Health Technology Assessment in Health Economics

Health Technology Assessment in Health Economics

Steven Simoens (Katholieke Universiteit Leuven, Belgium)
DOI: 10.4018/978-1-60566-356-2.ch005
OnDemand PDF Download:
$30.00
List Price: $37.50

Abstract

This chapter introduces health technology assessment and health economics as tools for decision makers to allocate scarce resources in the healthcare sector. It argues that information about the safety, efficacy and effectiveness, organizational implications, social and ethical consequences, legal considerations, and health economic aspects of the application of a health technology needs to be taken into account with a view to informing decisions about the registration and reimbursement of a health technology. Also, the author hopes that understanding the methodology and use of health technology assessment and health economics will persuade the reader of the added value of such studies and promote the application of health technologies that support further health improvements, whilst containing health expenditure.
Chapter Preview
Top

Introduction

Over the past decades, health technology has made a major contribution to improving the health status of populations. At the same time, countries of the Organisation for Economic Co-operation and Development (OECD) witnessed an annual average growth in health expenditure per capita of 4% during the 1995-2005 period. Growth in health expenditure outpaced economic growth of 2.2% during the same period. Health expenditure growth can be attributed to a number of factors, including ageing populations, the increasing prevalence of chronic conditions, healthcare resource use price inflation, technological advances, and increased expenditure on drugs. With respect to the latter, annual average growth in pharmaceutical expenditure per capita of 4.6% during the 1995-2005 period exceeded the annual rise in health expenditure (Organisation for Economic Co-operation and Development, 2007).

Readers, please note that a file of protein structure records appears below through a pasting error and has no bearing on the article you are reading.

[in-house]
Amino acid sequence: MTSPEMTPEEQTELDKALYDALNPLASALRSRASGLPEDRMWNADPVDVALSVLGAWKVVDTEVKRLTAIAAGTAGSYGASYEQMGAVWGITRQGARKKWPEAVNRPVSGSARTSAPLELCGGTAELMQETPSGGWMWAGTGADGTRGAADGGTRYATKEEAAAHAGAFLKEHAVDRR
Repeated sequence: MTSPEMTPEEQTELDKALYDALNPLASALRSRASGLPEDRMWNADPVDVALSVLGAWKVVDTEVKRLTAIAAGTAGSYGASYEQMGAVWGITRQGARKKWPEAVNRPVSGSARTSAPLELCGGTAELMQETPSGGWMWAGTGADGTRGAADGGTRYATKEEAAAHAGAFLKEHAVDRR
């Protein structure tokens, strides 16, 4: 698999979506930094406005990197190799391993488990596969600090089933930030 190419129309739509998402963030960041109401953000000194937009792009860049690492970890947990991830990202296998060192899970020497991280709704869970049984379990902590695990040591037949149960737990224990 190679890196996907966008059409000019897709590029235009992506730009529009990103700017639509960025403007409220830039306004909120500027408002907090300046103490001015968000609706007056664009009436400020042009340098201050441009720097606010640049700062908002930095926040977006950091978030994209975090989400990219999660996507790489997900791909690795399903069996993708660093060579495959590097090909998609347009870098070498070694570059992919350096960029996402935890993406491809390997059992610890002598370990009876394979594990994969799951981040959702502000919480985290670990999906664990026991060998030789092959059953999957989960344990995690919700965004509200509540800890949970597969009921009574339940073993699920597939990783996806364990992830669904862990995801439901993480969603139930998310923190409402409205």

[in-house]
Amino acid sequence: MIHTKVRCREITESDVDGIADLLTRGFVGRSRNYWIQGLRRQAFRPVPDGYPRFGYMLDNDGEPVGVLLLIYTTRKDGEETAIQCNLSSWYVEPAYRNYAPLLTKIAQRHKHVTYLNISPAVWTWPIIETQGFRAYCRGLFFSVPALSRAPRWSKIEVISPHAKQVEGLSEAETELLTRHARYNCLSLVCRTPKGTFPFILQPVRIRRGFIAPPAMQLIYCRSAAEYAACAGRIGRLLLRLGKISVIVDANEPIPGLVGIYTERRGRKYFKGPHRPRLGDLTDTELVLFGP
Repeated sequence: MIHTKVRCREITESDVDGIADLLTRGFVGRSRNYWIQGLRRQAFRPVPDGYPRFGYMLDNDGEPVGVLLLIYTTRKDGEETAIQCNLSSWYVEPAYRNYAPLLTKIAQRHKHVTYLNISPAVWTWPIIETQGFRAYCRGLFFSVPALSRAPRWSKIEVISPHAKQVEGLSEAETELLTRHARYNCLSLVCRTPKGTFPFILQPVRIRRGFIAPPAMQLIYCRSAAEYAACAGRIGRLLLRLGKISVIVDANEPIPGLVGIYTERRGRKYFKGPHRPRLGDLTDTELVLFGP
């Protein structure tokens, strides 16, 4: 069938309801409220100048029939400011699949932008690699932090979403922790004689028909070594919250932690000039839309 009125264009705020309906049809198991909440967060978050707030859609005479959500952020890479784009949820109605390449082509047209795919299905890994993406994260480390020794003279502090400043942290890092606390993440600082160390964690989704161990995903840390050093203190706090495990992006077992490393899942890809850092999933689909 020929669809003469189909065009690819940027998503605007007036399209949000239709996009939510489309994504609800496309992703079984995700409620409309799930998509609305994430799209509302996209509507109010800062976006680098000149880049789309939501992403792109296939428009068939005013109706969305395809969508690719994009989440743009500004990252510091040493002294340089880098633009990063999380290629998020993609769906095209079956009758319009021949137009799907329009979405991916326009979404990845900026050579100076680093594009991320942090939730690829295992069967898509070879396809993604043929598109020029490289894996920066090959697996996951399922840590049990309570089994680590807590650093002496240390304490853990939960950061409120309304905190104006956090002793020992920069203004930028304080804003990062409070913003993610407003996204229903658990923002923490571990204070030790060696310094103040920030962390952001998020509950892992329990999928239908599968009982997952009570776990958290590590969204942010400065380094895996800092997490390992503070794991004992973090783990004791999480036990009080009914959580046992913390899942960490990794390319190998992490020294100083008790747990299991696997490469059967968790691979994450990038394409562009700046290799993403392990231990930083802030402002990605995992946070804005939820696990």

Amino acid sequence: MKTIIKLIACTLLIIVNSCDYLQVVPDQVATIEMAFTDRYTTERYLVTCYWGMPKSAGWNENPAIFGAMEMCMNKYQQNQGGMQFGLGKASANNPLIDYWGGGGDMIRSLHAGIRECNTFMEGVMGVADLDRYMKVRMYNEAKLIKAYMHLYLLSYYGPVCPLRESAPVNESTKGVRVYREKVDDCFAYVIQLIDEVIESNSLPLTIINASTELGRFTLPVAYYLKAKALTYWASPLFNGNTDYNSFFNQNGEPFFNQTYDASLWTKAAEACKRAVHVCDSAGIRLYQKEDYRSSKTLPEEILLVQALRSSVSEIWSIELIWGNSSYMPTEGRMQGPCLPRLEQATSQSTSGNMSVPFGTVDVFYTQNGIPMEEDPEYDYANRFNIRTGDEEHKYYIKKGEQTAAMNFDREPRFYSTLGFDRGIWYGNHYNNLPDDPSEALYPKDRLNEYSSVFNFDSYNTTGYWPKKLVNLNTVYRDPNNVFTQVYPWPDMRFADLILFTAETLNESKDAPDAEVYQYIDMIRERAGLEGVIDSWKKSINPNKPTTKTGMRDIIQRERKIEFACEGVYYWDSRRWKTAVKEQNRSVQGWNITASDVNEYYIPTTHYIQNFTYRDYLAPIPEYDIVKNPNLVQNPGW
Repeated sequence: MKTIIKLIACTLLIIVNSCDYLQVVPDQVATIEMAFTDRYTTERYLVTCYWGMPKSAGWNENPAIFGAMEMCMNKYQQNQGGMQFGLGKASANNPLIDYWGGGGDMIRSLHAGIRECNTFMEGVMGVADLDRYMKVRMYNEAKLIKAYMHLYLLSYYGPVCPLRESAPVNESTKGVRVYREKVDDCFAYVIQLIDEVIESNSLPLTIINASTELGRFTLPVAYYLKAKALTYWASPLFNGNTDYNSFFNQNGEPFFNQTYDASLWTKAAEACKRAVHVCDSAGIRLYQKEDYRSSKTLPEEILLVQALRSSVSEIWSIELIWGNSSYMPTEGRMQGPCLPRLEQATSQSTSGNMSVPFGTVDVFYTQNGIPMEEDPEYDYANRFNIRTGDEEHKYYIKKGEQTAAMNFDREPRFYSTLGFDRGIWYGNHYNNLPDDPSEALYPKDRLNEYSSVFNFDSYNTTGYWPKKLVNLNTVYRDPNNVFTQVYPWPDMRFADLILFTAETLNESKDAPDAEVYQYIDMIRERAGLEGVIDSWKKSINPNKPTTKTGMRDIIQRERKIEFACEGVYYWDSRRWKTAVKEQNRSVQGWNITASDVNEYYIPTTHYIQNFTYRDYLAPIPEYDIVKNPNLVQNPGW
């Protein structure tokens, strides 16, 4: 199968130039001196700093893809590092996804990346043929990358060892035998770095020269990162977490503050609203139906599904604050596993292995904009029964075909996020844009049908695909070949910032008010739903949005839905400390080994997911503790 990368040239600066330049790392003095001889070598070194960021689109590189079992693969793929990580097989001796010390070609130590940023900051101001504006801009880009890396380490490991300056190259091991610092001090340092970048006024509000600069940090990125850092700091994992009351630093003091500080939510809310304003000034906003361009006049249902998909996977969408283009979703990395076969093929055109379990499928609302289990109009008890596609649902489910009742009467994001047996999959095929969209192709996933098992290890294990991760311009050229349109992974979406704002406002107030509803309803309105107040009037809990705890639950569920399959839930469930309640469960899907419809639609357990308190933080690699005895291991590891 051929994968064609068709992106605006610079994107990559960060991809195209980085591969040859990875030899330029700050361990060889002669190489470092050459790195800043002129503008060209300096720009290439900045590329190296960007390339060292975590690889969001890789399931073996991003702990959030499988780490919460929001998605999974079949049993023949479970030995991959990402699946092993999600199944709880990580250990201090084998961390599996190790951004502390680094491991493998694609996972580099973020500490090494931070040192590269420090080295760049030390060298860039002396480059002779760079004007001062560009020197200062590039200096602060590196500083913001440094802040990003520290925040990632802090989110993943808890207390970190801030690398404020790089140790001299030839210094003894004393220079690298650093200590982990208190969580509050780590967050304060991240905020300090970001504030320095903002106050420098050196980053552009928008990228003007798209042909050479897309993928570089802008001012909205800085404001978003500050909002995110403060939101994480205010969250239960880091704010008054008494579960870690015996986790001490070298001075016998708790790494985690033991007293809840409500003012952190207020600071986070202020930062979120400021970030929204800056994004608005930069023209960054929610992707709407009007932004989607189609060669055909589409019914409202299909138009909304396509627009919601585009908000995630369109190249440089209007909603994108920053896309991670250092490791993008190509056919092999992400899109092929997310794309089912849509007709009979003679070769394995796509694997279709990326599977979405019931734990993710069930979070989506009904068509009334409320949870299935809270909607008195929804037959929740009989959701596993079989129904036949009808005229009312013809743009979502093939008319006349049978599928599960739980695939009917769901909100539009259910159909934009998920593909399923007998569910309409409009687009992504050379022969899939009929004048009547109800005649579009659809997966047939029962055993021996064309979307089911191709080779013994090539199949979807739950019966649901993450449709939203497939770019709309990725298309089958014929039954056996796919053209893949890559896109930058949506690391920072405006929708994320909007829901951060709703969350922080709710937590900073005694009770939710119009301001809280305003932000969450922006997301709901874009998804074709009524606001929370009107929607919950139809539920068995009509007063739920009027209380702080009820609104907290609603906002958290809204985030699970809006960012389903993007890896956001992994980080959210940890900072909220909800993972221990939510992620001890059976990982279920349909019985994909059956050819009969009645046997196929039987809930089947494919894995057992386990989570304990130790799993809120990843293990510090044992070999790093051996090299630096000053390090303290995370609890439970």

In response to this, Governments seek instruments that can aid the implementation of safe and effective health technologies that support further health improvements, whilst containing health expenditure. Health technology assessment and health economics provide such tools (Carlsson, 2004). Evidence derived from health technology assessments and health economics is used to inform decisions about the registration and reimbursement of health technologies in an increasing number of countries. The requirement for health technology assessment and health economics fits within an overall trend towards evidence-based decision making in healthcare (Perleth et al., 2001).

By carrying out a health technology assessment and a health economic evaluation, companies can demonstrate the value of their health technologies with a view to obtaining registration and reimbursement. For instance, in order to obtain registration and reimbursement, drugs need to overcome a number of so-called hurdles. A new drug needs to demonstrate its quality (first hurdle), safety (second hurdle) and efficacy (third hurdle) with a view to obtaining a registration. Reimbursement may depend on the value for money of the drug at the time of the reimbursement application (fourth hurdle) and after a number of years following the admission to the reimbursement system (fifth hurdle).